Engineers: A Day in the Life
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Engineers: A Day in the Life

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-Adjusting to 24/7 work

-Adjusting to 24/7 work
-Project case study
-How do engineers get information today?

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Engineers: A Day in the Life Engineers: A Day in the Life Presentation Transcript

  • Michael Uttech Project Manager, Patrick Engineering
  • Engineering & Project Management
  • Engineers • Entering the work force today • My experience (millivolts to megavolts) • Having an engineering degree means you are “trainable” • Baseline knowledge insufficient for productive and technically competent solutions consistently • We go into the opportunity with the mind set that we must establish the culture first in order for the individual to grow
  • Transition to Project Management • Identify the path – technical vs. project/program management • At Patrick, we subscribe to early detection to attempt to build and grow future project managers organically • Using the mentor-protégé approach to new staff in the role as project engineer or project manager • The project manager needs a more broad understanding of the technical components but more detailed knowledge of the project approach, budget and schedule • Have to be willing to take some risks, use actual project and client work to grade performance and observe leadership ability
  • Adjusting to 24/7 work • At Patrick, we encourage the use of technology and transparency – File sharing/development tools with clients – Don’t wait till it’s due, be willing to partner – Flexible work schedules, open access – Results driven focus (anytime & anywhere) – We seek proactive leaders that are self directed and motivated, avoiding issues with the time clock – We have to be “open to new methods”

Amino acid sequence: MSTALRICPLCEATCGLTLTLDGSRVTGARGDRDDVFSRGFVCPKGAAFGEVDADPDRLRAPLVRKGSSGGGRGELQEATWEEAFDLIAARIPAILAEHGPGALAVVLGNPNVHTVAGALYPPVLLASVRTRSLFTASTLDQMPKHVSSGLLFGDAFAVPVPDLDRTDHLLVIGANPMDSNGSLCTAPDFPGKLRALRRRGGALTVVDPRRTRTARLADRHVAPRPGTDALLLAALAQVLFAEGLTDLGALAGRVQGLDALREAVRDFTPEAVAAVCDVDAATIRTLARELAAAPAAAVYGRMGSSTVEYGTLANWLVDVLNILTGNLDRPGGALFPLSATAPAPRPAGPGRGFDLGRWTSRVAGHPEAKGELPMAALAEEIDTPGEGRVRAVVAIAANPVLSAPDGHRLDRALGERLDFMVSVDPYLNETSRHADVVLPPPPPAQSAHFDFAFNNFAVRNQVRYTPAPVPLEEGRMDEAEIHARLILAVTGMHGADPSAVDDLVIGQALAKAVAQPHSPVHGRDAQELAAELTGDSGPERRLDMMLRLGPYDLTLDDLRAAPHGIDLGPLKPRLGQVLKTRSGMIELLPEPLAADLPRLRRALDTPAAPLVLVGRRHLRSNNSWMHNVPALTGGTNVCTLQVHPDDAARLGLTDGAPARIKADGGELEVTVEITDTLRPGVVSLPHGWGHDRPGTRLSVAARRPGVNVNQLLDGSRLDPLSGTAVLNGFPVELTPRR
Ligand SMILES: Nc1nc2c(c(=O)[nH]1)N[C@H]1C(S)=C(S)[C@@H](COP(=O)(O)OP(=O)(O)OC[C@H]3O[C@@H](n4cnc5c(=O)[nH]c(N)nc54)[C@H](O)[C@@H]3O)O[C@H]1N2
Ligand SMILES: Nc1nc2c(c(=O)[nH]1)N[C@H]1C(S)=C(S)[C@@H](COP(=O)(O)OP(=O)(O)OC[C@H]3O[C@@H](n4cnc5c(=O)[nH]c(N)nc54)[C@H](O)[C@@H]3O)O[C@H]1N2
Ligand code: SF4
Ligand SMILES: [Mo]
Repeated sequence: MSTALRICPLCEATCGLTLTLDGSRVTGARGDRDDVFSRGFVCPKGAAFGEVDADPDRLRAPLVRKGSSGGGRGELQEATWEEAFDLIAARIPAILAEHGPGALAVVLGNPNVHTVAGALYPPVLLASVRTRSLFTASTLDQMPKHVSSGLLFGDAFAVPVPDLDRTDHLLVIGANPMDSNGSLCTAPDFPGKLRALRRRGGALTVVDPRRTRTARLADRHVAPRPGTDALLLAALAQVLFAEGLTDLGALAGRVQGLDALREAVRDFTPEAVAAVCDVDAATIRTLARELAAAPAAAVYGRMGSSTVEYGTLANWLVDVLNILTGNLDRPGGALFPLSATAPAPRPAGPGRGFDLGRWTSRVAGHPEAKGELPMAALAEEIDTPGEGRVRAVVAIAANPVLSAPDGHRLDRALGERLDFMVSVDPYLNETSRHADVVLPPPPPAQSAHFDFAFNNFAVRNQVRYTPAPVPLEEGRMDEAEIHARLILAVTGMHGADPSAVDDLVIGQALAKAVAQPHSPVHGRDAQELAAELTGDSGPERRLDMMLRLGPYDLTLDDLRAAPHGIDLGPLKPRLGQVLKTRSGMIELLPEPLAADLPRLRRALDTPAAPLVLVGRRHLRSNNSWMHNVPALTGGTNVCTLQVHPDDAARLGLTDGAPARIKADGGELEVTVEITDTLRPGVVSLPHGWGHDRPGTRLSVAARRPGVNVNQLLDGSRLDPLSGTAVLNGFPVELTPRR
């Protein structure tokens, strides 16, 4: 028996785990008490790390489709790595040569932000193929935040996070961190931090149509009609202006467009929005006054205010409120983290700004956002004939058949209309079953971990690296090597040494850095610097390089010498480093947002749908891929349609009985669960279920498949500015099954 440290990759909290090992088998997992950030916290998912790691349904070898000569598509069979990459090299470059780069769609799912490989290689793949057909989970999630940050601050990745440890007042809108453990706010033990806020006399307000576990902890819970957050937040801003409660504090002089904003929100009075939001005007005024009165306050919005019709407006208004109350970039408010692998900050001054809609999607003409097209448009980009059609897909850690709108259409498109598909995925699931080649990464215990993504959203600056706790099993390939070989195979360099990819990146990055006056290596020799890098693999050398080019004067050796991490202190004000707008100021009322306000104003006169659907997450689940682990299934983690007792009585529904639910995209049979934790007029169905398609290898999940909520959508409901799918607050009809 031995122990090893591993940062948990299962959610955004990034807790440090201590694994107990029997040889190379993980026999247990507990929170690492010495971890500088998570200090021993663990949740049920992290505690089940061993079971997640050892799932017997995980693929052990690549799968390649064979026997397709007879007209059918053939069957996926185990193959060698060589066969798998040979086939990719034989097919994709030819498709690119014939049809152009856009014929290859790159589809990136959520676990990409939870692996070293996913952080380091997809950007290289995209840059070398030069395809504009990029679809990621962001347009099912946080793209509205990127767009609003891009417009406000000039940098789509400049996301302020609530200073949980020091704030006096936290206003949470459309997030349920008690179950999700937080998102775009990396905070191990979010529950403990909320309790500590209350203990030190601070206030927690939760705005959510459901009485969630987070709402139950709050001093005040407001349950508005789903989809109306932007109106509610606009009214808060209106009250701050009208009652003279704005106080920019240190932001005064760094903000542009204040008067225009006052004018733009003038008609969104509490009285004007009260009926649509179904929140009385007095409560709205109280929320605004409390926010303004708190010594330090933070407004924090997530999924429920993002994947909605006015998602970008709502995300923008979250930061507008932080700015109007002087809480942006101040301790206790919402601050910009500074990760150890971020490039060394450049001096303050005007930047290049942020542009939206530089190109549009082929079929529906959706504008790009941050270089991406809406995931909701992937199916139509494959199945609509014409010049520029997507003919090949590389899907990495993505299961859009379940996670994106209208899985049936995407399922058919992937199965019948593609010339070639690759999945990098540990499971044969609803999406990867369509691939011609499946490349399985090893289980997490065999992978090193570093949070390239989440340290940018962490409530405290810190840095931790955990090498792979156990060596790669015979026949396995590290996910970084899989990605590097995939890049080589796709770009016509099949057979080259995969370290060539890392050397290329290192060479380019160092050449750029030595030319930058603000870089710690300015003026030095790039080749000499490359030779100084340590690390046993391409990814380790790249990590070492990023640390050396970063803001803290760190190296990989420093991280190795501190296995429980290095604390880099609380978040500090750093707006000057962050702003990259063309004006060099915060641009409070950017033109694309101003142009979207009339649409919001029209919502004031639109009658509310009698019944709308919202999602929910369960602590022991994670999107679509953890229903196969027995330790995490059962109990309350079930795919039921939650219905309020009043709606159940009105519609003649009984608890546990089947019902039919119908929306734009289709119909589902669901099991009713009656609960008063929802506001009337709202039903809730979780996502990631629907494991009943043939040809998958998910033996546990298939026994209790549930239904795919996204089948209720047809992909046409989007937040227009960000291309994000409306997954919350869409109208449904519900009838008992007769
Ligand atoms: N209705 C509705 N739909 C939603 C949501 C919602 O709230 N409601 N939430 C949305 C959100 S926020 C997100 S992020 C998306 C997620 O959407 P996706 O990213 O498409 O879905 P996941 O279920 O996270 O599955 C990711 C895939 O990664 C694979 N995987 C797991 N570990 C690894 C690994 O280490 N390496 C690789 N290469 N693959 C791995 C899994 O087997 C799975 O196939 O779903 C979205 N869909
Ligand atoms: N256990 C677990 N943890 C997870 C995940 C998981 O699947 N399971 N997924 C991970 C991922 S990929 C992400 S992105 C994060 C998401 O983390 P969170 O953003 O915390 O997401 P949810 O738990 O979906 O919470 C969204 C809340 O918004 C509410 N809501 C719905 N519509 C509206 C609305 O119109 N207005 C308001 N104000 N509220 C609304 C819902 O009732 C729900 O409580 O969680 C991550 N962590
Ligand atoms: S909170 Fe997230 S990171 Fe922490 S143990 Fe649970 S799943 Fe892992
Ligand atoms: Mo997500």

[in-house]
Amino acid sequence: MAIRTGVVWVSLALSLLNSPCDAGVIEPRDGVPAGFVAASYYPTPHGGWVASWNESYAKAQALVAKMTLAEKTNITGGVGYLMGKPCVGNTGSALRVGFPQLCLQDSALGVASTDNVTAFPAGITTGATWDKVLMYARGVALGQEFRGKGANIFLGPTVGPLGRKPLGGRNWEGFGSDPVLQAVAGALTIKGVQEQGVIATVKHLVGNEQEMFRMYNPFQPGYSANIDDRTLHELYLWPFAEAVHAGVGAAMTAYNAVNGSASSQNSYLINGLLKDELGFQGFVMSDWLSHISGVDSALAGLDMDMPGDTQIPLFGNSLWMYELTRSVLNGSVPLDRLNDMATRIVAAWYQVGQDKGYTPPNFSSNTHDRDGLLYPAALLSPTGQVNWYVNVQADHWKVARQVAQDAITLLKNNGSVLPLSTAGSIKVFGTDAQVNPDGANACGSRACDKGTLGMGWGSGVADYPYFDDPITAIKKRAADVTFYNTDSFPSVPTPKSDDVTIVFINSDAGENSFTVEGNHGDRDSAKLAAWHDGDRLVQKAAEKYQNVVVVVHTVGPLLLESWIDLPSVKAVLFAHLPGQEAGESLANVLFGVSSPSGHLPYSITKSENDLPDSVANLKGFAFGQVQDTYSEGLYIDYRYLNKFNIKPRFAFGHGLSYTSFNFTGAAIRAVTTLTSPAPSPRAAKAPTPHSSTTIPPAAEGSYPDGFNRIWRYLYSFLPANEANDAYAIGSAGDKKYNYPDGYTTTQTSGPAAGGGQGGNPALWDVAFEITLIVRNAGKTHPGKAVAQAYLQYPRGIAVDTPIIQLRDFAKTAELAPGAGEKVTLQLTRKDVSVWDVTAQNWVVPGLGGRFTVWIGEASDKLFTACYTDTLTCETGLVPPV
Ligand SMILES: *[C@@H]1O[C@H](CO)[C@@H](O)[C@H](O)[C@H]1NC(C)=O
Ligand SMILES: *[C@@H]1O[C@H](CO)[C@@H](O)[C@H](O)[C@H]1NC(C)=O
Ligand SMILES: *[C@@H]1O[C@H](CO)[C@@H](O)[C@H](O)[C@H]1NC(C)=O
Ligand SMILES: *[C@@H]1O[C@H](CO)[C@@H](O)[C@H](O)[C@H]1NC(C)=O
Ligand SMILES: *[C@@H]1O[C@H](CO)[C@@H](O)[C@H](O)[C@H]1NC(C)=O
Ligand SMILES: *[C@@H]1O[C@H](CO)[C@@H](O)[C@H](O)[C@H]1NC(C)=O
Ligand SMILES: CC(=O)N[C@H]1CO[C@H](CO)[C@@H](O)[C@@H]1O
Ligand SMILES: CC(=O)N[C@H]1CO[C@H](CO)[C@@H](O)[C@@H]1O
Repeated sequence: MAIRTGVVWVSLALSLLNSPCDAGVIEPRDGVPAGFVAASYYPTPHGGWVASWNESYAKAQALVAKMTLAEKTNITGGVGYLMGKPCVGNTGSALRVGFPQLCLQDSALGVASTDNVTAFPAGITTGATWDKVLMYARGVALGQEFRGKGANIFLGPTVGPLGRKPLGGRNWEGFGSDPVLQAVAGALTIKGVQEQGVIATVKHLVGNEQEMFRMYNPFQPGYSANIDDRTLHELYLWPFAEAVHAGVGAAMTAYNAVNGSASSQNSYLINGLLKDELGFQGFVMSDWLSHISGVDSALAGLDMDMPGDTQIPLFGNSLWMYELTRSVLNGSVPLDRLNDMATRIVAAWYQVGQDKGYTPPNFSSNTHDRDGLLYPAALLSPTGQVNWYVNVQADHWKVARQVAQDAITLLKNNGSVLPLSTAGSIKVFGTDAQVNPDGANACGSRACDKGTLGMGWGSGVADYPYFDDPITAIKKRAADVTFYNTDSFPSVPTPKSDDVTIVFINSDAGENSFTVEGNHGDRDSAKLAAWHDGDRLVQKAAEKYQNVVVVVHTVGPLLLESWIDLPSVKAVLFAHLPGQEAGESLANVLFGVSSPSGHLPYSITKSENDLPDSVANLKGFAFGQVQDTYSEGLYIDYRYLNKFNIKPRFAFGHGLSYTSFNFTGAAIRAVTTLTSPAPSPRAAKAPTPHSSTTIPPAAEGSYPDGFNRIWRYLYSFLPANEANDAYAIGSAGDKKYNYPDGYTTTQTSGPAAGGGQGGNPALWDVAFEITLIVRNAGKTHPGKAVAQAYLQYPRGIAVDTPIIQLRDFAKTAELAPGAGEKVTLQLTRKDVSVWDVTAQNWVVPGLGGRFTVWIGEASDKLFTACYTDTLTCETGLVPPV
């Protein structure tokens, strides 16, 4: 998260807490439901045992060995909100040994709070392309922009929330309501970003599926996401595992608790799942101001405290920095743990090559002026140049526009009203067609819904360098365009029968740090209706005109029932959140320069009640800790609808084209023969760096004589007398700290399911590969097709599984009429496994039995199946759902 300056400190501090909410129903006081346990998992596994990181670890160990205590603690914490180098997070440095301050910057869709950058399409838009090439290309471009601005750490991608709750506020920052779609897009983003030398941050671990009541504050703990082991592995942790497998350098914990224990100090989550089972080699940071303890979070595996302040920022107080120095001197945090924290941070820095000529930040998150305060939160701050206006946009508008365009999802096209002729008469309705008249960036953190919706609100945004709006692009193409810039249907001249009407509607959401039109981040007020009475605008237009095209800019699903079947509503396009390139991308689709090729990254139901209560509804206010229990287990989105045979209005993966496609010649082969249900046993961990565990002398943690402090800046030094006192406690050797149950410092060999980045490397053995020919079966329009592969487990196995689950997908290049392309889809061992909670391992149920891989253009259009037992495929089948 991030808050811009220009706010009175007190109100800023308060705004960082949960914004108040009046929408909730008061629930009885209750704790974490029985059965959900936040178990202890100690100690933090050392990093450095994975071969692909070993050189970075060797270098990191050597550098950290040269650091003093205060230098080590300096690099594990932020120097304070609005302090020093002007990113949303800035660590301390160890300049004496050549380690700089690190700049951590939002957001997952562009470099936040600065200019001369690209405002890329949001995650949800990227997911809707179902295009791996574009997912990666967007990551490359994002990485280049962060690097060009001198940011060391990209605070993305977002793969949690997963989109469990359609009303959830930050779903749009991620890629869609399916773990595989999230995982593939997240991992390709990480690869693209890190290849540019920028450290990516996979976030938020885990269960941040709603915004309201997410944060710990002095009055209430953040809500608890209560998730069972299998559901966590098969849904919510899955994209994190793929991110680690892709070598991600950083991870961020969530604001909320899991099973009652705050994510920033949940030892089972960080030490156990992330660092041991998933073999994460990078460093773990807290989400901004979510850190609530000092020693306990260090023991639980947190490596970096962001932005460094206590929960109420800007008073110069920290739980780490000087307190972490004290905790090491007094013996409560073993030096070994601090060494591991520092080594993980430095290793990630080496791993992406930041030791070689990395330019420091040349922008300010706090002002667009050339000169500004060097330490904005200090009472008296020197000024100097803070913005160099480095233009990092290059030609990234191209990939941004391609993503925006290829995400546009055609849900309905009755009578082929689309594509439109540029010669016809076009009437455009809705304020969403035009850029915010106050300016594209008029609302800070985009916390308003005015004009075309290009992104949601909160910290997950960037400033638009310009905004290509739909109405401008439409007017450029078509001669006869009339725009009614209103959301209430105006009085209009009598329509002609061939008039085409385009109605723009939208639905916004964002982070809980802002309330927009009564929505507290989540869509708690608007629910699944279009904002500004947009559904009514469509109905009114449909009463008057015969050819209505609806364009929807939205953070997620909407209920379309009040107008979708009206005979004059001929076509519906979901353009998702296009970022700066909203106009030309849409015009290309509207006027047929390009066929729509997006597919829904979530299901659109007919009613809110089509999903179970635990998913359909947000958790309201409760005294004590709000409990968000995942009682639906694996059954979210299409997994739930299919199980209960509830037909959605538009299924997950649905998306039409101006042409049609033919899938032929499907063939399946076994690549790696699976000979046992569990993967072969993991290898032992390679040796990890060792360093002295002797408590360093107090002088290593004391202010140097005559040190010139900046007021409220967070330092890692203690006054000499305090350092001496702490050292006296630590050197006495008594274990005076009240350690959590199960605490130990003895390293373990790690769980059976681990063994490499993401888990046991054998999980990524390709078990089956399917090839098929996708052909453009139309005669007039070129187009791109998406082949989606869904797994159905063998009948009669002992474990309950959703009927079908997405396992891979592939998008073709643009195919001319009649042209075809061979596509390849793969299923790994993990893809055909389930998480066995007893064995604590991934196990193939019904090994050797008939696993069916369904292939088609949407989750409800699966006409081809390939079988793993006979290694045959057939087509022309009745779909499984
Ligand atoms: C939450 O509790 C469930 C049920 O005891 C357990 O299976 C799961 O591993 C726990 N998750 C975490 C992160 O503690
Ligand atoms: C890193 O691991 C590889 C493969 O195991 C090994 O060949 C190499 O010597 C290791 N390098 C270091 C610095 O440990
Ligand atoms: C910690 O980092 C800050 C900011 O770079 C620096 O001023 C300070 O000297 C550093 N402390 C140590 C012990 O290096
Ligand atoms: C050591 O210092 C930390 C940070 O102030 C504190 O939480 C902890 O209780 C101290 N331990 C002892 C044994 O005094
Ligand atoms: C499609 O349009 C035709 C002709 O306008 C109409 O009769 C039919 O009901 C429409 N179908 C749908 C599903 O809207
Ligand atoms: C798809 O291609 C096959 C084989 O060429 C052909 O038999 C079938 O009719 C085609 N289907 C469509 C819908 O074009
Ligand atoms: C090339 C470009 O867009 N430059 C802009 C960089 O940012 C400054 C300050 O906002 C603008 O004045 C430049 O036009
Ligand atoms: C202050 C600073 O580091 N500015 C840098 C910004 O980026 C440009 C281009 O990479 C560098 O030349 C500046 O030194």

• Project Profile – Patrick Engineering • Confidential client located in Pacific Northwest • Lead Program Manager, prime contractor responsible for development of 43 unique design projects using design-bid-build approach (transmission, substation, distribution, P&C, SCADA, standby generation and AF/SCC) • Decision was made not to staff an office in the Pacific Northwest • Work was being executed out of offices in Illinois, Michigan and Florida • Just completed 8 week field survey of all existing infrastructure and utilities; no personnel on site
  • Project Profile – Patrick Engineering • Client experiences catastrophic failure of existing power substation (40 MVA) • Event occurs @ 1400 hours on 7.08.2010 with root cause presumed to be contractor error in operation, at the time, and no one is injured • Phone call received @ 0700 hours from client on 7.09.2010 with request for help & forensic analysis (the story about Rapid City, SD) • Personnel dispatched from Midwest to Pacific Northwest by 1500 hours, same day, along with proposal for forensic analysis and restoration of power support • Upon arrival, portable generation was onsite providing power • We provided recommendations on short term and long term restoration of power along with forensic analysis on 7.21.2010
  • Project Profile – Patrick Engineering • Lessons to be conveyed to other engineers – Embodies the Eleven Distinguishing Traits – Change the mind set, this is not maintenance work but “exciting” work, opportunity to grow and learn in the field – Proactive approach to solving complex problem – Encourage direct and tough debate over key issues – Safety Focused (especially for non-utility personnel) – Training and instruction to staff
  • How do we get information today? • We encourage establishing strong relationships with manufacturers either through direct contact about products, lunch & learn sessions or industry forums • All Engineers and Project Managers are encouraged to achieve licensing and certification along with maintaining credentials though continuing education • Leaders subscribe to journals, magazines and industry forum websites; imperative that leaders communicate to protégé and other staff